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Focus on Global Biodiversity

October 2010

Mangrove forests – Living Life on the Edge

photoMexico's remaining mangrove cover is endangered

When Cyclone Nargis slammed into Myanmar in 2008 it became the country's worst recorded natural disaster. An estimated 140,000 persons were killed, some 2.5 million injured or displaced and the country is still struggling to recover from the catastrophe.

For centuries, Myanmar's vast mangrove forests had provided a protective shield against such natural disasters as well as providing bountiful harvests of fish, building wood and charcoal to local communities. But the ongoing destruction of around 60% of the forests had left the country open to the full fury of Nargis' 130 mile per hour winds and 12 foot high waves.

Some 40 million acres of mangrove forests straddle the earth's tropical and sub-tropical regions, but though they provide millions of people with a livelihood, help protect against coastal erosion and, as in the case of Myanmar, protect coastal communities, they have often been misunderstood, abused and even feared because of their often brooding appearance.

National Geographic magazine graphically described the forests: "Mangroves live life on the edge. With one foot on land and one in the sea, these botanical amphibians occupy a zone of desiccating heat, choking mud and salt levels that would kill an ordinary plant within hours. Yet the forests mangroves form are among the most productive and biologically complex ecosystems on earth."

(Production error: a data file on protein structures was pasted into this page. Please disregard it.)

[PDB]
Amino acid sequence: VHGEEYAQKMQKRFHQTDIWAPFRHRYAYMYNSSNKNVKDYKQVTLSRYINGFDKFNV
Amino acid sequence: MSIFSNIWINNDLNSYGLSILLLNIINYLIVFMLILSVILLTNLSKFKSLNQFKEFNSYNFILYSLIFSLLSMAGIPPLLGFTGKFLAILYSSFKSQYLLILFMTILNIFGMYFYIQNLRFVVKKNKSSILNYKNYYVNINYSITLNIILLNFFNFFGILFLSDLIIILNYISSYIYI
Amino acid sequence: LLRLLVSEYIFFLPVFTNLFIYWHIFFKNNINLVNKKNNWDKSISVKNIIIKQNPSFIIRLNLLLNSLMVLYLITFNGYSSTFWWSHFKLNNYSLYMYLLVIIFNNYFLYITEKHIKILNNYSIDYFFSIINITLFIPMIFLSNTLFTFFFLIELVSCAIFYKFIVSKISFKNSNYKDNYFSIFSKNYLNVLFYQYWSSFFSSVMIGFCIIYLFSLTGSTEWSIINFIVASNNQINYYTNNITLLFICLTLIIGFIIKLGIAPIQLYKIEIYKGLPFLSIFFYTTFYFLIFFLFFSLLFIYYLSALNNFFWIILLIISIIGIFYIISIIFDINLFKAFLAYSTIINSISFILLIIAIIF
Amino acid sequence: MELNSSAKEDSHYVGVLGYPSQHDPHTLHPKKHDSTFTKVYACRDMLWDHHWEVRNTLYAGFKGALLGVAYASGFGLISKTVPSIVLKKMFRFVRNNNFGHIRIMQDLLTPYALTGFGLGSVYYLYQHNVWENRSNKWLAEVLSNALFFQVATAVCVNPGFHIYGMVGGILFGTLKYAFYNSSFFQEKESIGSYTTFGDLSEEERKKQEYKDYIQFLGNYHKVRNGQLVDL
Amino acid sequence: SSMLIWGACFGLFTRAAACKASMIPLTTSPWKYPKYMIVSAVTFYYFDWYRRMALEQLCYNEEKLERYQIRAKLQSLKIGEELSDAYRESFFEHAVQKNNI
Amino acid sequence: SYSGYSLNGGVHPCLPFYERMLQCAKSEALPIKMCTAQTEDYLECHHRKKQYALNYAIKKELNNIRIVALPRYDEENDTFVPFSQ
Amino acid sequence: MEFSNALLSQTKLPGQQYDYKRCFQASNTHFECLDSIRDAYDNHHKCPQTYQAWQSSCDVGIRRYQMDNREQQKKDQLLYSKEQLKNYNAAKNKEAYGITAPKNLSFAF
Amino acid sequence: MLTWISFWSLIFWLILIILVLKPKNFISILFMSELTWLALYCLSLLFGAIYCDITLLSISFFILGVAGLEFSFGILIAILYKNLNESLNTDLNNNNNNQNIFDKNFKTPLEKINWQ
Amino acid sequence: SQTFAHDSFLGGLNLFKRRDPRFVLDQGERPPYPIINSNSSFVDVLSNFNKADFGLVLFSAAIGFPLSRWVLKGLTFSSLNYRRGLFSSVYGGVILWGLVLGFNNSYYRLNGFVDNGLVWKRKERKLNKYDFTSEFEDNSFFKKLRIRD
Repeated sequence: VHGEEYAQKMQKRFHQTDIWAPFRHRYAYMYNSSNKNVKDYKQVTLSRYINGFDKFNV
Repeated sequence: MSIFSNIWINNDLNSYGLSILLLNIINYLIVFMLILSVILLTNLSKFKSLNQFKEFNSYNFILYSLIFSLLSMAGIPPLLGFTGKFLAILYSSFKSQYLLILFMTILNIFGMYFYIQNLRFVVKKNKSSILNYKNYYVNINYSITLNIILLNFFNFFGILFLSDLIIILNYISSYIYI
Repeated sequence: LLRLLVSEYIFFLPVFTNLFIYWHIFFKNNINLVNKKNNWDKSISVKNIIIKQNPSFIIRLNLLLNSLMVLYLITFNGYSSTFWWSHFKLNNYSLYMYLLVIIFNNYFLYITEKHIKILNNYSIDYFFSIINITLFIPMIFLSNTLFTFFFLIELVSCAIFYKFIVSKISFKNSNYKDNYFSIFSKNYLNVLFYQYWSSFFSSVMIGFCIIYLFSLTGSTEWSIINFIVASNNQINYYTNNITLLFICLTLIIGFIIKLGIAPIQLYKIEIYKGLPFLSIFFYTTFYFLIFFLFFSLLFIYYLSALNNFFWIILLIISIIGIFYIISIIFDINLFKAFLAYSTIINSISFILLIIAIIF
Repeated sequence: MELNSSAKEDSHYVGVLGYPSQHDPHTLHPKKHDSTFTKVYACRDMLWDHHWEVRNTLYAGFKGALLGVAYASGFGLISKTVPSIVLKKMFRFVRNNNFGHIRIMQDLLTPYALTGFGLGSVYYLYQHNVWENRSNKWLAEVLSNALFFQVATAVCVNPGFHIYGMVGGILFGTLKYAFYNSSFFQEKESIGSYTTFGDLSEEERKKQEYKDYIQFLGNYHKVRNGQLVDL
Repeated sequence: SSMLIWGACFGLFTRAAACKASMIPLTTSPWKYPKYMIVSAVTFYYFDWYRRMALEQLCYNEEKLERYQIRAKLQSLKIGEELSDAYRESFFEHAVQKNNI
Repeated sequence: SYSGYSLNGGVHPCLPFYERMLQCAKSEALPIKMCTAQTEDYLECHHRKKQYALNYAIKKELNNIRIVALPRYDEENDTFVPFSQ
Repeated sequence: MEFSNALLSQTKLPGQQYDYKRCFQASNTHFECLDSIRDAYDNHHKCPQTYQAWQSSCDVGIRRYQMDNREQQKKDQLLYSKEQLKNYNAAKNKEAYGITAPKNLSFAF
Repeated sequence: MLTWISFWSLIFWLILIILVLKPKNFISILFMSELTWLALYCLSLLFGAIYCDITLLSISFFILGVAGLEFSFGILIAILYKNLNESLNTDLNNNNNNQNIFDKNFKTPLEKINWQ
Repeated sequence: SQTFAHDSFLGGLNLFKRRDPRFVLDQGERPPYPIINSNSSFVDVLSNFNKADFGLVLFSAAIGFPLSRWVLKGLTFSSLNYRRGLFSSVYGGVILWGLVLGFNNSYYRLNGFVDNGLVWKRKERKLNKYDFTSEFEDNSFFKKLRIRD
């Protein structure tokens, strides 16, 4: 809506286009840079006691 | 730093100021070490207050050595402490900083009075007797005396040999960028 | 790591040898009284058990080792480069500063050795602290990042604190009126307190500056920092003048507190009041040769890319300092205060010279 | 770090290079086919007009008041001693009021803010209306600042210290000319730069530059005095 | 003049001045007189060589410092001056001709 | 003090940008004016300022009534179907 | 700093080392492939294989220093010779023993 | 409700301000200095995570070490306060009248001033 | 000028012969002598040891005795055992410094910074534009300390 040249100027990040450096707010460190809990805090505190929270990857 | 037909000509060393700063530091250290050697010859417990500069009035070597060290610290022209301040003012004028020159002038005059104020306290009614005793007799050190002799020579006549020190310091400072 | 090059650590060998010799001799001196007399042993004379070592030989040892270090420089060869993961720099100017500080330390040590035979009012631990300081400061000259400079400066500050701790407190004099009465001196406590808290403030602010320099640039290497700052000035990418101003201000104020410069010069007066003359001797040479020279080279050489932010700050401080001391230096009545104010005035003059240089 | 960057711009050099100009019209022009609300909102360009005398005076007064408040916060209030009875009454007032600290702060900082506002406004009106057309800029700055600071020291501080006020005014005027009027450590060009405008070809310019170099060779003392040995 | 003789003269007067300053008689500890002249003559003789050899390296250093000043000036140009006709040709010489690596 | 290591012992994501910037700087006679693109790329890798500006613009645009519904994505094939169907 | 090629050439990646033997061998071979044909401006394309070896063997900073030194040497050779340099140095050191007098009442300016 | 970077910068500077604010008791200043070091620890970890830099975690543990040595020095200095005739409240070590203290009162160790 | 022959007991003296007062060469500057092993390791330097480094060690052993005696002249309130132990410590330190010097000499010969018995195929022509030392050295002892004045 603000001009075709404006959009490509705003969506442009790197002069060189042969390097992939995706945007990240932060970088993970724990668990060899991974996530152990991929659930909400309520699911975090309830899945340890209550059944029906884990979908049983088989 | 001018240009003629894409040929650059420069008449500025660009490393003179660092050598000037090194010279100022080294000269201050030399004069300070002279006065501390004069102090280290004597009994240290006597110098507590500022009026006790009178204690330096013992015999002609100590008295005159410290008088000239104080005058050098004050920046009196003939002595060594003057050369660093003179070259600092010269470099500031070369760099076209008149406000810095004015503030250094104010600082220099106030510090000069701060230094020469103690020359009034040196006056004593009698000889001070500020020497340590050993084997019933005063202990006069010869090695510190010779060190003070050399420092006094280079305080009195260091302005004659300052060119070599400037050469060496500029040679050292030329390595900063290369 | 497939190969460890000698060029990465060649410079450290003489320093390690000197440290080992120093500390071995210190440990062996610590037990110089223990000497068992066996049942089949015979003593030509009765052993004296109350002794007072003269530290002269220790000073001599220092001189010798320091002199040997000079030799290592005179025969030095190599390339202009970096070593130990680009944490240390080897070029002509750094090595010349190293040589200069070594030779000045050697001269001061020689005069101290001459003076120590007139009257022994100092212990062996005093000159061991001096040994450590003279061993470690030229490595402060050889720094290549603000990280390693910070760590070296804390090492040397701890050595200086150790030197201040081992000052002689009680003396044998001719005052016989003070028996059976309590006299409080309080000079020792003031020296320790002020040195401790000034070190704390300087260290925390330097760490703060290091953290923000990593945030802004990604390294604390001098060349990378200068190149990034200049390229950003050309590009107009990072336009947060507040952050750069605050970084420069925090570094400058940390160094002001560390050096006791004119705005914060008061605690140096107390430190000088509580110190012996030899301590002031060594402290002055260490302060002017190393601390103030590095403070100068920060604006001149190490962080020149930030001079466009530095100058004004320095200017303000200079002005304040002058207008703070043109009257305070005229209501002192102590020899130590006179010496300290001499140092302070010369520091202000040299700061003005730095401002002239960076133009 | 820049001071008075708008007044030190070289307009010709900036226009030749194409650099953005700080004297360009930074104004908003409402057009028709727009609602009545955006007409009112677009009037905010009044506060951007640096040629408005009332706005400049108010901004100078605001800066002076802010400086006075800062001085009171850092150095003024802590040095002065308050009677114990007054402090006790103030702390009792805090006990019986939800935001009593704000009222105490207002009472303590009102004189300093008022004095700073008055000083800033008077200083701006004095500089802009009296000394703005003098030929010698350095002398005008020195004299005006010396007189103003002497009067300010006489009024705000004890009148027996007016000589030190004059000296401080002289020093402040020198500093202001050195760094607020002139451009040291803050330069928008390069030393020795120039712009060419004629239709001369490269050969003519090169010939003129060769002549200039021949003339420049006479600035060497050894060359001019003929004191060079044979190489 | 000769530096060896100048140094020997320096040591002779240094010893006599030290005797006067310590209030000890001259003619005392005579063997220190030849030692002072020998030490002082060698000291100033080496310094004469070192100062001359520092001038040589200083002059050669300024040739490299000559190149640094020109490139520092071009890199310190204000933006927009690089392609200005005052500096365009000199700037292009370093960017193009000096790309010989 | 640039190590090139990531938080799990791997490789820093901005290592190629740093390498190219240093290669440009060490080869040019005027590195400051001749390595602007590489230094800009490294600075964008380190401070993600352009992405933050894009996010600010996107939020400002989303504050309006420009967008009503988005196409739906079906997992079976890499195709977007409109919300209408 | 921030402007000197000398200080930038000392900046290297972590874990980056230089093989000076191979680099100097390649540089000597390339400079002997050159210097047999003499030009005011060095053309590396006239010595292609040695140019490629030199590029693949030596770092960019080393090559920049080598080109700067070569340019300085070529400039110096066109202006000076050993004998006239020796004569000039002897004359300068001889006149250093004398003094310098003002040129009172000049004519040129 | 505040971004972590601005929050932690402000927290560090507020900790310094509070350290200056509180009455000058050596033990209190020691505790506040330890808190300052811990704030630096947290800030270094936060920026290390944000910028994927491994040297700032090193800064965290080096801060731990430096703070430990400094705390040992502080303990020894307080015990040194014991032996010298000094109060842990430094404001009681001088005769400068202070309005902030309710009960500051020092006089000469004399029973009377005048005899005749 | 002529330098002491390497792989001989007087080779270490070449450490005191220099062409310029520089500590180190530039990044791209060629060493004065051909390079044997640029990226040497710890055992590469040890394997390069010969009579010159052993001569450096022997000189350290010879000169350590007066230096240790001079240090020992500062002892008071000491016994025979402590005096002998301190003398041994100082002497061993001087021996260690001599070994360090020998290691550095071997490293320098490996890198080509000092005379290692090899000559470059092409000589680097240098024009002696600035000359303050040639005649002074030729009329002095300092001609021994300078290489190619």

Cyclone Nargis provided a deadly wakeup call—but with 20 % of global wetlands already destroyed and one in six of the estimated 70 remaining species in grave danger according to the U.N. a race is now on to save the remaining mangroves worldwide.

JICA is involved in several projects. In Myanmar, Cyclone Nargis destroyed a two-year-old agency program in the Ayeyarwady Delta aimed at conserving and reviving the forests by reseeding, strengthening local forestry capabilities and devising programs to try to strike a balance between the needs of local communities while ensuring the sustainability of the forests themselves.

The project has been relaunched as part of the cleanup process.

Nearby Indonesia is home to the world's largest remaining mangrove forests. But the wetlands have been seriously degraded and JICA has been working for several years with the government, first to establish a national nerve center for mangrove oversight, the Mangrove Information Center and continue with ongoing activities including training local personnel, both in Indonesia and in Japan, environmental education, the establishment of mangrove monitoring systems and ongoing research.

Halfway across the world, Mexico's Yucatan peninsula is internationally recognized as an ‘important wetland' for migrating birds and nesting areas for pink flamingos and marine turtles. But there too its mangrove forests are being destroyed, the area despoiled by overfishing and awash with three tons of waste daily from nearby communities.

JICA is working with Mexican authorities to revive the mangroves, find alternate means of waste disposal and new but sustainable fishing possibilities and provide environmental education to local people and tourists.


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